Reframing Transracial Adoption by Kristi Brian
Adopted Koreans, White Parents, and the Politics of Kinship (Asian American History and Culture)

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Until the late twentieth century, the majority of foreign-born children adopted in the United States came from Korea. In the absorbing book Reframing Transracial Adoption, Kristi Brian investigates the power dynamics at work between the white families, the Korean adoptees, and the unknown birth mothers. Brian conducts interviews with adult adopted Koreans, adoptive parents, and adoption agency facilitators in the United States to explore the conflicting interpretations of race, culture, multiculturalism, and family.

Brian argues for broad changes as she critiques the so-called "colorblind" adoption policy in the United States. Analyzing the process of kinship formation, the racial aspects of these adoptions, and the experience of adoptees, she reveals the stifling impact of dominant nuclear-family ideologies and the crowded intersections of competing racial discourses.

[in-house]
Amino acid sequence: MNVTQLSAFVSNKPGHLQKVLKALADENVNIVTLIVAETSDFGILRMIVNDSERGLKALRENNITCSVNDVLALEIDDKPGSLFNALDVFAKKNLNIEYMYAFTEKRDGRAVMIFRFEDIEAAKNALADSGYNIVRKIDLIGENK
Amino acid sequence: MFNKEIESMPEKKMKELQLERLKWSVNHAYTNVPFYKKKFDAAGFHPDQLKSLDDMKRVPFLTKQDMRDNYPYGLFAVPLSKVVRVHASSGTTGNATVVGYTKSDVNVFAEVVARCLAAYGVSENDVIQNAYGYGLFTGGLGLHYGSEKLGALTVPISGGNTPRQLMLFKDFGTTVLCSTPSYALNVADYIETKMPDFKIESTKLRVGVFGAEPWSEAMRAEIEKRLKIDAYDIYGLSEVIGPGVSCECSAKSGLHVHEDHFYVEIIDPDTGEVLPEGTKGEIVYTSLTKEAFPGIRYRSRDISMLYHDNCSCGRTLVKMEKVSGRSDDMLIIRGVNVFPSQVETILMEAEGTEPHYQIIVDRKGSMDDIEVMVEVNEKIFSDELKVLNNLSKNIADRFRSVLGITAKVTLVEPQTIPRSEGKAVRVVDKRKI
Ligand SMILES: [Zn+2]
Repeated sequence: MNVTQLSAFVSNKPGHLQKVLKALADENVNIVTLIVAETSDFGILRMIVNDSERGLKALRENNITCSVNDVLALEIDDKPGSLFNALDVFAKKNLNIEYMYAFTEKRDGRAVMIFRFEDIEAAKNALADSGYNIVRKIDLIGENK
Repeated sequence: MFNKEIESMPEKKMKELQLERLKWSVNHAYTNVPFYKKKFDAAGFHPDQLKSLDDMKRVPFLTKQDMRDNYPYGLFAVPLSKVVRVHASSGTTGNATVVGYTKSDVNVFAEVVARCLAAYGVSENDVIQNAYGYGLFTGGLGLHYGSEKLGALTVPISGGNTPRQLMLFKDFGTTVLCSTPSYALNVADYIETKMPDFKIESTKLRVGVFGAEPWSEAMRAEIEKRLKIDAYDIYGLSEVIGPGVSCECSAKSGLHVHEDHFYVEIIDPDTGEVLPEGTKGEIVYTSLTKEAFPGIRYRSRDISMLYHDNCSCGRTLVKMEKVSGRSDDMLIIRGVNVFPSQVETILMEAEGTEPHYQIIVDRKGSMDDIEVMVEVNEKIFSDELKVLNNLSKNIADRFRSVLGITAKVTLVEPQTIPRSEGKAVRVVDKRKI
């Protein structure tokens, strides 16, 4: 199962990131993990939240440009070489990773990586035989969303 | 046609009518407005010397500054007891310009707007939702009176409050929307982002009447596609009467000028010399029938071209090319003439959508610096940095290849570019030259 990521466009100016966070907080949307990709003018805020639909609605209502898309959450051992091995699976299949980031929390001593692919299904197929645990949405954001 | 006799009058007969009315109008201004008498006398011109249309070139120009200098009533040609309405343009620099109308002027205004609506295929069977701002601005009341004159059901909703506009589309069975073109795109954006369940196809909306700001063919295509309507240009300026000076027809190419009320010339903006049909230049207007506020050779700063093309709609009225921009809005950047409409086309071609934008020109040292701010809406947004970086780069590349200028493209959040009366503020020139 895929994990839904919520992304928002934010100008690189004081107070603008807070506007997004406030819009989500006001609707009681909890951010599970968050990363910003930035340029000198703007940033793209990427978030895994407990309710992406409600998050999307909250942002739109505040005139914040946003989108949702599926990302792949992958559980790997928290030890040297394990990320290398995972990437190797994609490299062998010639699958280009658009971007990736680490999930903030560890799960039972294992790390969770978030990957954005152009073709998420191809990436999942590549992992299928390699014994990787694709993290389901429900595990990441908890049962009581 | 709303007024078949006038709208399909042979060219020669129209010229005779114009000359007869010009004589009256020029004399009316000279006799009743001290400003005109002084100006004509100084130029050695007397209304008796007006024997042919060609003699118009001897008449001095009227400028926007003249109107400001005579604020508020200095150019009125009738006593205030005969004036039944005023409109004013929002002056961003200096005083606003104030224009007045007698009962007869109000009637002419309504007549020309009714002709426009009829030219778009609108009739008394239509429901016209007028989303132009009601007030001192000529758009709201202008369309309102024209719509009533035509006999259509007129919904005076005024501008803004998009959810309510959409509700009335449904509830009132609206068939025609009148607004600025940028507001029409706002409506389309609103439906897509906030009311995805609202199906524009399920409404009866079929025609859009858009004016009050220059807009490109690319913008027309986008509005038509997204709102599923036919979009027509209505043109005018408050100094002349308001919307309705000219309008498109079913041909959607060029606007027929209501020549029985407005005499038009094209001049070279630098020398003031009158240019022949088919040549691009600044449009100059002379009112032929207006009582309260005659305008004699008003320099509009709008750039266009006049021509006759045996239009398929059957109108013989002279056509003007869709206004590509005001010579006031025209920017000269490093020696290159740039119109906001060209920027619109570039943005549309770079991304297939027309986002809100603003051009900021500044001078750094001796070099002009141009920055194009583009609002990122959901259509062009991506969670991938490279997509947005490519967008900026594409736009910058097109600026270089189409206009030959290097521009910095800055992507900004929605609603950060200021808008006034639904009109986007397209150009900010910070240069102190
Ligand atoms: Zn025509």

Brian finds a resolution in the efforts of adult adoptees to form coherent identities and launch powerful adoption reform movements.


About Kristi Brian

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Kristi Brian teaches in the Women and Gender Studies Program and the Department of Sociology and Anthropology at the College of Charleston.
Published May 11, 2012 by Temple University Press. 230 pages
Genres: Political & Social Sciences, Parenting & Relationships. Non-fiction

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